According to a report released by the Center for Applied Research in the Apostolate at Georgetown University on Jan. 22, just 33 percent of bishops in the United States think the church “should” ordain women as deacons.
Late last year, a papal commission wrapped up its work studying whether the early church ordained women as deacons and passed its findings on to Pope Francis. Two of the commission’s 12 members—Phyllis Zagano and Bernard Pottier, S.J.—said in an interview with America last month that their own research supports the idea that women were ordained deacons in the early church.
If the path forward for women deacons follows a similar route as the reintroduction of the permanent diaconate following the Second Vatican Council, the pope would first have to acknowledge that women deacons existed in the early church. Then national bishops conferences would decide if they wished to seek permission to reinstate the practice in their countries. The final decision for how each diocese would approach the issue would be made by individual bishops.
Most bishops seem opposed to the idea altogether, with just 41 percent saying they believe it is “theoretically possible” to ordain women as deacons.
If Francis were to follow that process, 79 percent of U.S. bishops say in the CARA survey, they believe the U.S. Conference of Catholic Bishops would allow individual bishops to decide for their dioceses. If given that option, 54 percent of U.S. bishops say, they would “consider” ordaining women as deacons in their dioceses.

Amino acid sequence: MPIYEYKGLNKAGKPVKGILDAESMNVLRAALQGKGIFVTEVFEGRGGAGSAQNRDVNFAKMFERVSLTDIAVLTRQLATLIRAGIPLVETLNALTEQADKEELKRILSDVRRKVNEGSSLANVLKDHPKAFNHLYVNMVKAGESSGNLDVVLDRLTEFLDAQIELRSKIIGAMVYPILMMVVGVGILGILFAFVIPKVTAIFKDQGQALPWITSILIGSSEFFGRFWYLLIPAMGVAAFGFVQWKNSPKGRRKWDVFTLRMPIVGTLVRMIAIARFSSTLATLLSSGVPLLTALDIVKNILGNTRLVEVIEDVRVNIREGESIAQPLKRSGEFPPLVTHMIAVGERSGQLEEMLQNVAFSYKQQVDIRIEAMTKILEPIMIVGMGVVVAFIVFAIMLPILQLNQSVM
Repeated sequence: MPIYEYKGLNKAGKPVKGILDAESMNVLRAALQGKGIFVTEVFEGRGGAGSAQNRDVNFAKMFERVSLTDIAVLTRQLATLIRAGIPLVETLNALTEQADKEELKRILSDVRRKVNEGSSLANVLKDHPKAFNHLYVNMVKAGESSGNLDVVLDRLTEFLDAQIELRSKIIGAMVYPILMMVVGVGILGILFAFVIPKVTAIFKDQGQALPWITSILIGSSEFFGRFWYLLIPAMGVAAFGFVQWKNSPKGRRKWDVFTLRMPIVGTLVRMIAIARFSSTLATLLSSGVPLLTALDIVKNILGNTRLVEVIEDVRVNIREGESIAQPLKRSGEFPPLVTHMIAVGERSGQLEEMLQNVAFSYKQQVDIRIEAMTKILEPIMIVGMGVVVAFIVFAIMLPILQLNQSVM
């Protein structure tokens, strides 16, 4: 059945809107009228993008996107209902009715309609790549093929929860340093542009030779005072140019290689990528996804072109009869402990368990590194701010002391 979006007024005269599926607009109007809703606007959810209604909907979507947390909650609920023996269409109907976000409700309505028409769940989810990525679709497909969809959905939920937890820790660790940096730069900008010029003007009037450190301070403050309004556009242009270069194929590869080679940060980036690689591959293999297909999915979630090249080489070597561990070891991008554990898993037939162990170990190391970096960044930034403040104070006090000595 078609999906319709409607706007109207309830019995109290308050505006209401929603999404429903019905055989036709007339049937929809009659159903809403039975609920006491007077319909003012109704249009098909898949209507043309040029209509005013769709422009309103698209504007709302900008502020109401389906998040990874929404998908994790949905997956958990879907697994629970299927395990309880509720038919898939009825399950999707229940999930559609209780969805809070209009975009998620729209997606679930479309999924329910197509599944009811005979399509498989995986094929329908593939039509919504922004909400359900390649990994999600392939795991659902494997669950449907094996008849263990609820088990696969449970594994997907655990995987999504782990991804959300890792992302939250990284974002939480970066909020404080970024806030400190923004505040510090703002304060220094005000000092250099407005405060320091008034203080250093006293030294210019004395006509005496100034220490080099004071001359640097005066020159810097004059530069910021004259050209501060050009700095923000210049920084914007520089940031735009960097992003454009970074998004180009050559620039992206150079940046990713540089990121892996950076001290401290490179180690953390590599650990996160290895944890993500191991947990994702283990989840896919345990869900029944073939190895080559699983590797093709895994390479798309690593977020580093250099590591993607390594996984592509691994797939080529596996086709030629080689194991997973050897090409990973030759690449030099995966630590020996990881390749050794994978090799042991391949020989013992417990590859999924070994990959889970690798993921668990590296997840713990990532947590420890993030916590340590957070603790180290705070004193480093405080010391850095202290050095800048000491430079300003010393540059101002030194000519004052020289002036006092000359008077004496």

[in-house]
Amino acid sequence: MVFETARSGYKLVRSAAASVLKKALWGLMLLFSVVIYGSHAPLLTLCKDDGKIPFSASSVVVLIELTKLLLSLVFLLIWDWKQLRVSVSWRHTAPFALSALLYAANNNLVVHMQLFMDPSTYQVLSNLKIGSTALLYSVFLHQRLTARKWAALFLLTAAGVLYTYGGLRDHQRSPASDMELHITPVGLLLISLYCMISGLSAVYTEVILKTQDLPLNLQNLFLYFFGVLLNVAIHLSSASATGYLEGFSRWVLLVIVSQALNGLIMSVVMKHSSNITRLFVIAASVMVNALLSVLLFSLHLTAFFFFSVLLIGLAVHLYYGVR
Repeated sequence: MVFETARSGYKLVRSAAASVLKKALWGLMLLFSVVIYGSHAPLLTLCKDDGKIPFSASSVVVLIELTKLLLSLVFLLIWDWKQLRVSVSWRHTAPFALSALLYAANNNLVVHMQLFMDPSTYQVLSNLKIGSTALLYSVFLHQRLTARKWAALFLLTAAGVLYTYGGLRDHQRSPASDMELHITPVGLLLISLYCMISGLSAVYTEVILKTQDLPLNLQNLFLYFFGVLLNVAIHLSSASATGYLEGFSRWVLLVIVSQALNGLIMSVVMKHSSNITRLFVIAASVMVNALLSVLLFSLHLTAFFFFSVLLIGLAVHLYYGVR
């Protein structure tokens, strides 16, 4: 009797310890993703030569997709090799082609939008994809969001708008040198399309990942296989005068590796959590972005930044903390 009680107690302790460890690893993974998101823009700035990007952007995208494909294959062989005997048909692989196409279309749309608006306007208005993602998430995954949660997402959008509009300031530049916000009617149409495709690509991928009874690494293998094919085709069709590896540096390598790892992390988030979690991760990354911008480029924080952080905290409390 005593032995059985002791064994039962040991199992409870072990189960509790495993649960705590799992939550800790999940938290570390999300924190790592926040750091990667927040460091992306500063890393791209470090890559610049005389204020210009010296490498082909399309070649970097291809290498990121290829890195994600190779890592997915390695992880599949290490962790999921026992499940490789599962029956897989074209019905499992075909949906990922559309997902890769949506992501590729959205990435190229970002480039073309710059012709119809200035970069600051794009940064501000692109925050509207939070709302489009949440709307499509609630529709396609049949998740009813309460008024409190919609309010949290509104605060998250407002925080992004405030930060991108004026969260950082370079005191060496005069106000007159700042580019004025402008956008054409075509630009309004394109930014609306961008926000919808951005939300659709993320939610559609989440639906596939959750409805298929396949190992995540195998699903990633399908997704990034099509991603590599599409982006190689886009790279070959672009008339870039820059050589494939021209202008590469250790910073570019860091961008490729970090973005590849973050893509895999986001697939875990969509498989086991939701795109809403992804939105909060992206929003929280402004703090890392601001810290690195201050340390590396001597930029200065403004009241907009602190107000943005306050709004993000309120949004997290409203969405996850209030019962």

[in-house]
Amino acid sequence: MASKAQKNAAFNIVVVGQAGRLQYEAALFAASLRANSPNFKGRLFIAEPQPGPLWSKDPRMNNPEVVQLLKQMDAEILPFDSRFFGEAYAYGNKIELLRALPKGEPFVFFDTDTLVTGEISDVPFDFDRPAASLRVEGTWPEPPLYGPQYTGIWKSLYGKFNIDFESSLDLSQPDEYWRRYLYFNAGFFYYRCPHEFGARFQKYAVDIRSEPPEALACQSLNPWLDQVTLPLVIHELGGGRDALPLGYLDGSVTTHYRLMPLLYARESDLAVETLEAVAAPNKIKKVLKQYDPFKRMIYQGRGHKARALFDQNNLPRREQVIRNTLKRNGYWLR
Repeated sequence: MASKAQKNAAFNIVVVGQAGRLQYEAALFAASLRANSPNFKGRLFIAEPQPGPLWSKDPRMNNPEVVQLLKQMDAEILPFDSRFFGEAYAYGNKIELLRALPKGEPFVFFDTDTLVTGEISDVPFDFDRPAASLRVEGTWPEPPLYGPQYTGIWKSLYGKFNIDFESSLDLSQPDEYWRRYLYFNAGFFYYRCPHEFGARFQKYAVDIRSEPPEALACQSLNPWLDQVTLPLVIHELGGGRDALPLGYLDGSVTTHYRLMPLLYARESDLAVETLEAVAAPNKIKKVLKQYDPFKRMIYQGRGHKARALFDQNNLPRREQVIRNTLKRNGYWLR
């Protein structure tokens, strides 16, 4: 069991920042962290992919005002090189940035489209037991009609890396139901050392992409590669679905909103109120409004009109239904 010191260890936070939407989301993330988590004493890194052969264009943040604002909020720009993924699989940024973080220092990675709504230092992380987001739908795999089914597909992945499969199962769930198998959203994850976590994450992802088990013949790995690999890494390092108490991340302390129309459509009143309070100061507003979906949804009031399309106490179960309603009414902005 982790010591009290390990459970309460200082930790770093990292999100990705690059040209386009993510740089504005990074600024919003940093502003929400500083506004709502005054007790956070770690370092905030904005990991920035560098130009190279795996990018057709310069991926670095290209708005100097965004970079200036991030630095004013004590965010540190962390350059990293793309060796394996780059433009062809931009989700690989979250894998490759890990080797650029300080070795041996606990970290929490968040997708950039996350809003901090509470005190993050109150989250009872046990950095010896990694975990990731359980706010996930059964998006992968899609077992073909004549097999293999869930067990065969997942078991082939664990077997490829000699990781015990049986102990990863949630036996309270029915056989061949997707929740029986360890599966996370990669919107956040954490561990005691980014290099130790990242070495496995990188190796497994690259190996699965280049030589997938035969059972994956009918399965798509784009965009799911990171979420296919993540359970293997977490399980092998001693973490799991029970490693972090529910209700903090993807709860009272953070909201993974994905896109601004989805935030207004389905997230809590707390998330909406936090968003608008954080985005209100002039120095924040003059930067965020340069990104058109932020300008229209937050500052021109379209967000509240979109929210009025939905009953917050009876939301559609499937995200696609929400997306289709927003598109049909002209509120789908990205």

But most bishops seem opposed to the idea altogether, with just 41 percent saying they believe it is “theoretically possible” to ordain women as deacons and only 33 percent saying they believe the church “should” ordain women as deacons. Just 27 percent of bishops think the church will move ahead with ordaining women to the diaconate.
Even while there does not appear to be widespread support for women deacons among bishops, most of them said they would find women deacons to be “somewhat” or “very helpful.” For liturgical celebrations, 61 percent of bishops said women deacons would be “somewhat” or “very helpful”; 71 percent said they would be “somewhat” or “very helpful” for “word ministries”; and 83 percent said they would be “somewhat” or “very helpful” for charity ministries.
More than three-quarters of bishops, 77 percent, agreed “somewhat” or “strongly” that women serving as deacons would lead to increased calls for women to be ordained as priests.
Women deacons aside, 97 percent of bishops said they believe “somewhat” or “strongly” that their diocese is “committed to increasing women’s involvement in ecclesial leadership.”
According the survey, bishops and deacon directors believe the greatest challenges when it comes to accepting women as deacons could come from priests, male deacons and laity who are opposed to women serving as deacons. They expect as well challenges from some Catholics who fear that ordaining women as deacons could lead to louder calls to open the ordained priesthood to women.